July 27, 2007

Quote: On Bicycle

I always knew the bicycle was the most energy efficient vehicle but this is just amazing...
Pound for pound, a person on a bicycle expends less energy than any creature or machine covering the same distance. A human walking spends about three times as much energy per pound; even a salmon swimming spends about twice as much.
From the book Stuff: The Secret Lives of Everyday Things

(found via TreeHugger)

Update 28 Aug: Excellent post on "How to Ride Your Bike to Work".

July 23, 2007

Scott Adams Stole My Carpool Idea!

I came up with the idea of an efficient carpool network that really works. While I sat over it for an year or so and did nothing about it, by an amazing stroke of co-incidence Scott Adams comes up with something almost identical.

In Palam Vihar, Gurgaon where I live (an otherwise fine place), one long standing problem has been the woefully inadequate public transport. Most residents somehow manage with their cars, however, since single car families are most prevalent - one car is never sufficient. Thinking about this problem over a year and half ago and mulling over the then recently introduced "Centrex" feature by our phone company (call any other resident for free), I came up with an idea that went beyond the needs of Palam Vihar residents.

A massive carpool network that works on a system of credits. Lets say person X doesn't have a car today and wants to go from point A to point B. So he places a call to a toll-free number and enters the locations. Now person Y has a car, is going the same location but doesn't know person X. He calls up the automated voice network, learns about person X, looks up his profile and finding him OK offers him a lift. Person Y just earned a credit sold by X.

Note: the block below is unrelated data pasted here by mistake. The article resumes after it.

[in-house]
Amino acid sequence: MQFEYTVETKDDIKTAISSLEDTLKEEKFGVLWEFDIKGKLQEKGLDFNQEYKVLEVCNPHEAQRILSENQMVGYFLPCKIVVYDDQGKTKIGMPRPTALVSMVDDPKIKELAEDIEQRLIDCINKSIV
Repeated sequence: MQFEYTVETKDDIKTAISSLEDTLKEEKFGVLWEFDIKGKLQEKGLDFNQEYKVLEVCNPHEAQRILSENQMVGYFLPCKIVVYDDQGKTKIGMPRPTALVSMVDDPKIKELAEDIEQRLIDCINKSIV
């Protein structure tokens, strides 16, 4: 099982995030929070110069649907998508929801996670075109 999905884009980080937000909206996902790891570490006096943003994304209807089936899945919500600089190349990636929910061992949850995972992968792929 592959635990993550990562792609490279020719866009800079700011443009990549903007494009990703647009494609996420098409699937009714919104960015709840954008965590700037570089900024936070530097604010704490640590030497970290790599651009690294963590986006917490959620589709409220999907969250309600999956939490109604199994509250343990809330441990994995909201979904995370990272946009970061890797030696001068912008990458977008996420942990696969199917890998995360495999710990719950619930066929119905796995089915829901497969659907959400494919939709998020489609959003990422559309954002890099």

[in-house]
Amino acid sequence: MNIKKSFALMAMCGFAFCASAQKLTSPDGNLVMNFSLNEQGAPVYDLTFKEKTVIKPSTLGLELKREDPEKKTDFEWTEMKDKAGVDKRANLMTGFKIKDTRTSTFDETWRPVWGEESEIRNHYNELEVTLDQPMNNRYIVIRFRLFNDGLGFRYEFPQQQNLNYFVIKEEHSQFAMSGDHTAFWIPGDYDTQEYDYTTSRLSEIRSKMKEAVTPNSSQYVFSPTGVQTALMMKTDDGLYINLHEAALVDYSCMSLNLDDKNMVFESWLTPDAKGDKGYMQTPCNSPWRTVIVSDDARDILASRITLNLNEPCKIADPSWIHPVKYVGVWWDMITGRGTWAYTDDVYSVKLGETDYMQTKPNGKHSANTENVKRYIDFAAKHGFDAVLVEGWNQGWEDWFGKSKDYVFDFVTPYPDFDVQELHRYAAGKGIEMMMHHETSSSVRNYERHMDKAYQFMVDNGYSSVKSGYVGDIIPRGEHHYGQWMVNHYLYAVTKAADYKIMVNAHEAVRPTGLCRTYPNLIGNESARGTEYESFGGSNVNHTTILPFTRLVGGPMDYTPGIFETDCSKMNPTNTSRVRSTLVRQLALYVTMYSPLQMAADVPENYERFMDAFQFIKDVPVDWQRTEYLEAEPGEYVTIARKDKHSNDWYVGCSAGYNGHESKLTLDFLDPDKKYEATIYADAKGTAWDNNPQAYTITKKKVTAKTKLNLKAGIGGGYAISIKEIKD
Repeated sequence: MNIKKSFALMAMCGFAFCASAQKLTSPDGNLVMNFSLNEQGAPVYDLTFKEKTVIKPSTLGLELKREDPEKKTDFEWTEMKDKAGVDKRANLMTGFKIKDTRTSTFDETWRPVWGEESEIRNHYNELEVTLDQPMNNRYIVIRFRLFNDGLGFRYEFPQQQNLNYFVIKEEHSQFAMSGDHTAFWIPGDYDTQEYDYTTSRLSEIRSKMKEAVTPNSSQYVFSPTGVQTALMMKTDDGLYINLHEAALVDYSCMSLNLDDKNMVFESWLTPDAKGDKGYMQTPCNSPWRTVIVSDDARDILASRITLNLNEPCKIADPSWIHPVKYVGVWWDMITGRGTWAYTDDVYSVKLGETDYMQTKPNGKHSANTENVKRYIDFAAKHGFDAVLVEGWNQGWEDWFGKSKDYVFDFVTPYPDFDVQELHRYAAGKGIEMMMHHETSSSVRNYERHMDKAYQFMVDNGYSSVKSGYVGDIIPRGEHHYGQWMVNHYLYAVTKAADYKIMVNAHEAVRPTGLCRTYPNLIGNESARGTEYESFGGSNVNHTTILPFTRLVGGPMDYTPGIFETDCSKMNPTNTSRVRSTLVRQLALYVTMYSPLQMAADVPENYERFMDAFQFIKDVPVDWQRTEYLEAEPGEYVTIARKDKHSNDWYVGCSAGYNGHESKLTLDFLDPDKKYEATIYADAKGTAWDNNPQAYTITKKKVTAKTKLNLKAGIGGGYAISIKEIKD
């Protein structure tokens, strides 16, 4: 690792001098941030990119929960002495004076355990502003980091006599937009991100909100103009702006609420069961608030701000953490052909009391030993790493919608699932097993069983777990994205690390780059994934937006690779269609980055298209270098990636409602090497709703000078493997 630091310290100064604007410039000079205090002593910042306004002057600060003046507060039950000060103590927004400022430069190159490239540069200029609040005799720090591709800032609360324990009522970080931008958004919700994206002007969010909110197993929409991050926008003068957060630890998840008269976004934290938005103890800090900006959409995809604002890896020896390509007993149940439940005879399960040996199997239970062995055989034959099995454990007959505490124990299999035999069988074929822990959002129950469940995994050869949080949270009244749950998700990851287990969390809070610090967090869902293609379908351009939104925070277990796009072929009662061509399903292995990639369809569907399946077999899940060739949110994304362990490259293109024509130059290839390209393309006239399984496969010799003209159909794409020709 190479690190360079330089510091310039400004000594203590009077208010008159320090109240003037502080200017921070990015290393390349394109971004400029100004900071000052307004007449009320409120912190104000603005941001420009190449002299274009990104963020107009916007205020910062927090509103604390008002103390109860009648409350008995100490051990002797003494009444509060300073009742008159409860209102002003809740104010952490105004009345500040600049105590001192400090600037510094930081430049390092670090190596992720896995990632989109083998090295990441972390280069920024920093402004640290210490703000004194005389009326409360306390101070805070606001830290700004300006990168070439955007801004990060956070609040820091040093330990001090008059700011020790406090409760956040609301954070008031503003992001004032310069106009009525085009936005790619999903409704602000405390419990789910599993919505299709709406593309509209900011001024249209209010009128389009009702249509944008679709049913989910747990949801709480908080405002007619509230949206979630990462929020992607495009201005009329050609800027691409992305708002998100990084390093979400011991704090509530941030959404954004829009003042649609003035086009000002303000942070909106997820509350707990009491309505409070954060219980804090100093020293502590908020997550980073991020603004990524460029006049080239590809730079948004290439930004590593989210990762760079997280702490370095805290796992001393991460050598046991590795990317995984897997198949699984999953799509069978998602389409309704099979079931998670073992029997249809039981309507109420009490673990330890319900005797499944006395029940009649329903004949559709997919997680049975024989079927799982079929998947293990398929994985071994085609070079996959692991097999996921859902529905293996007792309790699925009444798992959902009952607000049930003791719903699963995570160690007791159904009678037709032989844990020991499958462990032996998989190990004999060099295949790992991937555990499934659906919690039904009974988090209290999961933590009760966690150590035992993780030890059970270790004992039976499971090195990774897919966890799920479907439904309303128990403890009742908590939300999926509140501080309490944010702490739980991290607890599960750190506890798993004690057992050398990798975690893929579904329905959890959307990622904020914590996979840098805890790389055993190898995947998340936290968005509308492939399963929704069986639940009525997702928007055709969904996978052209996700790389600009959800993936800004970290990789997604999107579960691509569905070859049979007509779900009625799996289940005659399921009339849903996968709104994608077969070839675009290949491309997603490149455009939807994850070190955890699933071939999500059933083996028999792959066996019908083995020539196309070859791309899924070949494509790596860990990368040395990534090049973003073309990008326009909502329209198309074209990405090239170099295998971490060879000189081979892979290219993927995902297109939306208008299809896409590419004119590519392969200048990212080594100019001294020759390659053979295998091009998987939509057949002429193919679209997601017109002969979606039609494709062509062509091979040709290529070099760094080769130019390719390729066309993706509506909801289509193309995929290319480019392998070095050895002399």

To really understand the implications of this, you need to follow a link I'll add later in the post. But at that time I mulled over it for weeks together and developed it in quite detail. I thought Google would be the ideal company to launch something like this. Around the same time, I entered the following brief notes about the concept in my "ideas" spreadsheet as idea #4:
    Call to book available rides to your destination from your location in the next 15 minutes. Only registered license holders allowed anonymously.

    Buyer-seller market much like eBay. Credibility feedback plays important role. Needs scale to work. VOIP hosted application to take calls. Algorithms determine who gets matched with whom.

So last month when I come across a post in which Dilbert creator Scott Adams describes an almost identical idea, I couldn't believe my eyes. It was like he scanned my brain while I was asleep! The similarities were uncanny.

More seriously though, this is actually a pretty awesome idea. As Scott says, the biggest problem with carpooling is inconvenience. An all-pervasive carpool network solves this problem. There are only two large differences between Scott's idea and mine. One, I think GPS will make it more effective but I don't think it's absolutely necessary. Second, I conceived it around eBay like feedback by buyers and sellers. I think that would make the system very credible.

P.S: How does the network provider makes money from this? Scott hasn't thought of that. I did. Since I thought Google should provide this service, they make money the same way they always have - from advertising. Since they know where people are going, they can serve pre-registered ads from retailers and companies along the route. If you don't like to get ads / text messages then pay Google a small sum to get an ad-free ride.

July 03, 2007

The China and India Argument

The western media is making increasingly shrill noises about the growing threat of emissions from China and India while completely ignoring the scale of emission that goes on in their own backyard.

In an increasingly environmentally aware world China and India are becoming the new villains. Every other day there's a news report highlighting the growing might of the two countries and the harm they are set to unleash on the environment.

Lets take this post, as an example. Made by our friends at AutoblogGreen, it announces that "Low cost Indian cars could be environmental disaster." What caught my attention is not that it ignores India's adoption of tough Euro emission norms which are more stringent than EPA standards of US. Nor that it disregards that Tata's upcoming air car will emit anywhere from 25% to less than 1% of CO2 per km compared to an internal combustion engine gasoline car (more on that in next post). What I find most interesting is that there's no acknowledgment of the environmental harm done by cars in the west today while pointing to the future "environmental disaster" to be caused by Indian cars.